The data collected from these training sessions can also be analysed by AI programmes to evaluate how the cadets fly certain training routes, for example, considering their angle of descent and acceleration periods. From this, airlines can gather enough data to build a picture of each pilot’s unique flying style and determine the optimum routes for them to fly.

A crucial part of this assessment centres around the rate each pilot burns fuel. Real-time decisions about the throttle settings during take-off and the climb can have a significant impact on the amount of fuel burned during a flight. With airlines spending around 33 percent of their operational costs on fuel, reducing the rate that fuel is burned can have a considerable effect on the finances of an airline and its carbon footprint.

Airlines already use AI systems to collect flight data regarding route distance, altitudes, and aircraft weight to determine the amount of fuel needed for a flight. However, now the data collected from simulators can also be used to pair pilots to specific routes, based on optimum fuel usage. This will result in cost savings for the airline by optimising the potential of their pilot crew to reduce excess overheads.

As we continue to work directly with regulators and the airlines to further expand the use of technology and AI in the industry, our ability to continue to adapt and innovate in this crisis will hopefully mean clearer skies ahead.

 

Continue Reading

Finance

HOW COVID-19 HAS RESHAPED THE PAYMENTS LANDSCAPE

By Mohamed Chaudry, Group Chief Financial Officer of FoodHub

 

The year 2020 may well have sounded the death knell for the saying cash is king. As the pandemic took over our world, consumer behaviour altered considerably as people embraced contactless payment, e-commerce and delivery services for many of the things we once handed over notes to buy.

Finextra reports that research carried out by YouGov for the ATM network Link found that 58% of Brits are using cash a lot less often thanks to the pandemic, with 54% avoiding it altogether and using alternative payment methods.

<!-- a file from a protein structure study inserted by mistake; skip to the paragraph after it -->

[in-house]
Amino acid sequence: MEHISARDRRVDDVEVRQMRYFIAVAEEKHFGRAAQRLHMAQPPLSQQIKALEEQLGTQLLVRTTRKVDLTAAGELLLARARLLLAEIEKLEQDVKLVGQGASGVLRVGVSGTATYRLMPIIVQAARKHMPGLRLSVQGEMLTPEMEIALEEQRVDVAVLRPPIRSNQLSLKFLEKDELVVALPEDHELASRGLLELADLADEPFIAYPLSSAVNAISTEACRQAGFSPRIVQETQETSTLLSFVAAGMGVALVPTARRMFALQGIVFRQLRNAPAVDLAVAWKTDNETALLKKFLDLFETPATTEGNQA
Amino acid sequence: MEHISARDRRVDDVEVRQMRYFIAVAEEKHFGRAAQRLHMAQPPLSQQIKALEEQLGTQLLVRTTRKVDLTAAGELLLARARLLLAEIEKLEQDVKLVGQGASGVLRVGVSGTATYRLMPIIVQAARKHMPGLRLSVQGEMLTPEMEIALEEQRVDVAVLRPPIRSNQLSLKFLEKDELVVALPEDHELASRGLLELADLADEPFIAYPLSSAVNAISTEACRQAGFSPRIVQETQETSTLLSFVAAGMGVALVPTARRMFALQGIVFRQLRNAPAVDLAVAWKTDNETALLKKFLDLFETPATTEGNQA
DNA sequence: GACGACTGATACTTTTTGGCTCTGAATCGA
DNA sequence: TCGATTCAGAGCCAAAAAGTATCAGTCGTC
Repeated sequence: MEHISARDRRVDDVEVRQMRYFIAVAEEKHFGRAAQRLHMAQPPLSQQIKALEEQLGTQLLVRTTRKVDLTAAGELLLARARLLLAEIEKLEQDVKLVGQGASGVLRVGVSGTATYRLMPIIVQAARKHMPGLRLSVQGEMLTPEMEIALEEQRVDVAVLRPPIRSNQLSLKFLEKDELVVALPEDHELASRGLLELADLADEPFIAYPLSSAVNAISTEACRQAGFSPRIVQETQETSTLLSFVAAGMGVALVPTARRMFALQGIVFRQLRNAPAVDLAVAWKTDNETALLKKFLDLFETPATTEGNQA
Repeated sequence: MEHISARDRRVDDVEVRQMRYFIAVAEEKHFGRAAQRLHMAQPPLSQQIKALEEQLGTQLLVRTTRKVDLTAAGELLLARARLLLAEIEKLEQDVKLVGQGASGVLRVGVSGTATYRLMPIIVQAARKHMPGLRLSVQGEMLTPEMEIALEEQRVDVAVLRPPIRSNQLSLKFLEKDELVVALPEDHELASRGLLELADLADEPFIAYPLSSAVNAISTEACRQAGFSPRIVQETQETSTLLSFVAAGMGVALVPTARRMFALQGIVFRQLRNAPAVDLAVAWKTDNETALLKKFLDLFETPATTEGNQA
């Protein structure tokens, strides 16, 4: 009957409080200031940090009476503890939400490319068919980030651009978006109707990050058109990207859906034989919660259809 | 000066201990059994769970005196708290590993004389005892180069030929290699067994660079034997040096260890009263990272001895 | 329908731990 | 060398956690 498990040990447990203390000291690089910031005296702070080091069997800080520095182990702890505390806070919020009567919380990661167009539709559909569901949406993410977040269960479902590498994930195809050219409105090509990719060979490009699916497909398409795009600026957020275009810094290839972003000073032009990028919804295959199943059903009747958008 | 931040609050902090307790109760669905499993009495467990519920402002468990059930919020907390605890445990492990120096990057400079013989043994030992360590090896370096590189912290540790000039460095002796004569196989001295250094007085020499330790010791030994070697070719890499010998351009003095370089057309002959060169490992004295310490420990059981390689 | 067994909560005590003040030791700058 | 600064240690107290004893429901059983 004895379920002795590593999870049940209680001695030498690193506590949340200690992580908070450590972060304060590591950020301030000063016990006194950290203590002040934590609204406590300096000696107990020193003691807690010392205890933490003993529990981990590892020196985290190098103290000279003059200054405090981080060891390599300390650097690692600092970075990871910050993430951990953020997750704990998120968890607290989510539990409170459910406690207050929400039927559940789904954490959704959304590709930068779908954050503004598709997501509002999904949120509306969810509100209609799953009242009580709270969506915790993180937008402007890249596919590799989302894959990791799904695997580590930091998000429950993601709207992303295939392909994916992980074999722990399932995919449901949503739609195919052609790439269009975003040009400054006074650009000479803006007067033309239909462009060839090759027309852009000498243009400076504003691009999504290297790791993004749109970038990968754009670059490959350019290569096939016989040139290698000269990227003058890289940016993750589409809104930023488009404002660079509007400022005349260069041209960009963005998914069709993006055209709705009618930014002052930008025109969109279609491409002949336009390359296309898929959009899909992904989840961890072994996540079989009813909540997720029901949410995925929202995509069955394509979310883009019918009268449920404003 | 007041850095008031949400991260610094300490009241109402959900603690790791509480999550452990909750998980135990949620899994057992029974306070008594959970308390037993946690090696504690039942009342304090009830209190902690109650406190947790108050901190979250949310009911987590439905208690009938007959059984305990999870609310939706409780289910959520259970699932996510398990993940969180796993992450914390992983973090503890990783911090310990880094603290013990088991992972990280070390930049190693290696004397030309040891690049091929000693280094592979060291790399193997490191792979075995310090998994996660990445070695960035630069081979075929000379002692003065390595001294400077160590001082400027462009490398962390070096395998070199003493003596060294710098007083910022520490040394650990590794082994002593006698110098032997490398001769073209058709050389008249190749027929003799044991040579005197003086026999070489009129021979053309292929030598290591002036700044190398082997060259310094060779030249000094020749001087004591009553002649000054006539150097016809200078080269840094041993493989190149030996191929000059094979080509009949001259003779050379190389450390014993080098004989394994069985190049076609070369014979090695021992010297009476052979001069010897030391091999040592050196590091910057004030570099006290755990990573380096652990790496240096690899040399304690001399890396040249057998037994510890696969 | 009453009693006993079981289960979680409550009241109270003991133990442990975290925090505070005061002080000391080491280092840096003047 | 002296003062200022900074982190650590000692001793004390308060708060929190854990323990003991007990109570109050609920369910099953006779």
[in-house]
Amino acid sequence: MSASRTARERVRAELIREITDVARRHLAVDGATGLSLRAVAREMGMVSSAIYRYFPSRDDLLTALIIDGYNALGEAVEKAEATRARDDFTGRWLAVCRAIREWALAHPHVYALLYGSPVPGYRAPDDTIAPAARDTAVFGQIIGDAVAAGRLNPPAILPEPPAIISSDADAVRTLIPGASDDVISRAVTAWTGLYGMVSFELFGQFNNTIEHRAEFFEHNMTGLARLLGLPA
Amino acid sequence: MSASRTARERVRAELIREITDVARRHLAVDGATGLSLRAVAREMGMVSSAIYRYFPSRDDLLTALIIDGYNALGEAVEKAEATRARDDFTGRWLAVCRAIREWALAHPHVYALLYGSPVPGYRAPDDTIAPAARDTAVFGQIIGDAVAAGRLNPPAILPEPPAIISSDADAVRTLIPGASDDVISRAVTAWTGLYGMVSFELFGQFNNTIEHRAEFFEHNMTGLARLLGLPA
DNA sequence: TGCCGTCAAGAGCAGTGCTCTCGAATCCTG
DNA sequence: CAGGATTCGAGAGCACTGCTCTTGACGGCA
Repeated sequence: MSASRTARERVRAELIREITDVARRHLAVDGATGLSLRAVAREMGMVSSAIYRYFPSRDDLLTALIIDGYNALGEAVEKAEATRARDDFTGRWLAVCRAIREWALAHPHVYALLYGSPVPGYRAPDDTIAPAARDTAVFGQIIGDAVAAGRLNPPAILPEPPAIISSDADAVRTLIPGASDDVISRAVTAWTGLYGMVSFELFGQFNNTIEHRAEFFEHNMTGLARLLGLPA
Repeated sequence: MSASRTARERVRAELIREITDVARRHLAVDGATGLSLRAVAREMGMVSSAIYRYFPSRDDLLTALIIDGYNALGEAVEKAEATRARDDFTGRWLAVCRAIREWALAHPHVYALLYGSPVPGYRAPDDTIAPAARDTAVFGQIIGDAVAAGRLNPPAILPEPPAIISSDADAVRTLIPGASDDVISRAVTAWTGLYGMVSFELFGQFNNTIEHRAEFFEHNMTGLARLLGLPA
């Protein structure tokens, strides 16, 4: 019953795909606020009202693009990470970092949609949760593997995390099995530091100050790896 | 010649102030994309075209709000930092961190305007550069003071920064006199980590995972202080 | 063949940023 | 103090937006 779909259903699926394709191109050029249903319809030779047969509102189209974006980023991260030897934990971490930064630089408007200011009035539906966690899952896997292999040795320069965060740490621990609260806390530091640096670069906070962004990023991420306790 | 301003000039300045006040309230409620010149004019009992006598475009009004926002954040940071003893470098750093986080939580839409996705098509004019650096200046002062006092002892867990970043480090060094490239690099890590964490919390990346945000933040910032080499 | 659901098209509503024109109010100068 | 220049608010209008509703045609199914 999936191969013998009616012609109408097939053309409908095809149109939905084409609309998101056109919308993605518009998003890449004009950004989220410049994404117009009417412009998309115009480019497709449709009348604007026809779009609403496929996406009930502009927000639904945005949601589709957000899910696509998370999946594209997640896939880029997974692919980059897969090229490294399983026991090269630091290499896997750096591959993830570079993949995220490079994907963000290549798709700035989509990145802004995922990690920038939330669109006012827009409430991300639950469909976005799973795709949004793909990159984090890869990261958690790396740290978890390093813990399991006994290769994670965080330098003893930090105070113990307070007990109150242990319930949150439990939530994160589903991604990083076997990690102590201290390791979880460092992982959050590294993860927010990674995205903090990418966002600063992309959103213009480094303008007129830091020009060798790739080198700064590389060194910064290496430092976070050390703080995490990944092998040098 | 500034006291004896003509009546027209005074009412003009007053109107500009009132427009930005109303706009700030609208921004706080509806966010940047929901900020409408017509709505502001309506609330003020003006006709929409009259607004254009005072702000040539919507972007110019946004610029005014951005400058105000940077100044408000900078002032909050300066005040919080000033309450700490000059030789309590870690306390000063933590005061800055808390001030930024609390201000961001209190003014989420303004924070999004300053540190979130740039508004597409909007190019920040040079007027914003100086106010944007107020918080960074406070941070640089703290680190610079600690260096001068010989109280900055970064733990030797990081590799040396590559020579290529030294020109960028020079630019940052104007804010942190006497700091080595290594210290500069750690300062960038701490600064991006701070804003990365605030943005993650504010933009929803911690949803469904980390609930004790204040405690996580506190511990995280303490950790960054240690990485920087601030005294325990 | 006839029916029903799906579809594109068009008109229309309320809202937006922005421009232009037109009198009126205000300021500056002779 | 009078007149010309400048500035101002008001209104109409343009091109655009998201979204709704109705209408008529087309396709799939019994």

Some 76% of those questioned by YouGov added that they think the crisis will affect their future use of cash over the next six months.

 

Adapt to survive

Many businesses, particularly those in the food sector, quickly worked out they needed to pivot and adapt if they were to survive. Social distancing measures, lockdowns and the economic downturn hit the hospitality industry hard.

Safe and convenient online payments provide food businesses with a solid foundation from which to operate. The year 2020 saw the rise of payment gateways and the size of the market is likely to escalate in the coming months, giving online merchants more choice over the gateways they choose to work with.

Many of these platforms are embracing the changes in innovative ways, adapting to the altered way of life and creating different ways to facilitate recurring online payments and members’ due models. They can also put in place order ahead services for restaurants and expanded delivery options.

 

‘Seamless’ payments process

As lockdown restrictions continue to drive more people online, the e-commerce industry needs to offer seamless online payments to maximise its soaring popularity. The right payments provider should be able to guarantee security, offer access to fast-growing markets and a plethora of relevant payment methods for each market, all components that provide expansion opportunities and a better consumer experience.

Payment providers allow food businesses to focus on their core business and meet new customer demand while they take over the non-core competency tasks. Platforms such as online food portals need to design their site or app to make it as easy as possible for merchants to onboard and customers to use.

As the use of online payments racks up, online security has never been more important. Increases in one inevitably result in the increase of fraud or cyberattacks. Platforms and businesses must ensure customer data is protected. Payment partners can ensure security is key, their greater size and expertise providing the added edge to small businesses that do not have that capability.

 

Building a loyal customer base

Payment security is what will encourage—and keep—customers who haven’t previously used online food portals. Building a loyal, local customer base can encourage businesses to consider expansion—perhaps opening more venues in their region or county or even nationwide.

Promoting the ways in which a platform can benefit customers and a community—in the midst of a pandemic, for example, many people will be conscious that their local takeaway/restaurants, etc., are suffering and they’ll be anxious to help—is another way to broaden a platform’s appeal. An app that doesn’t charge a service fee or take a commission from its partners is one way to do this.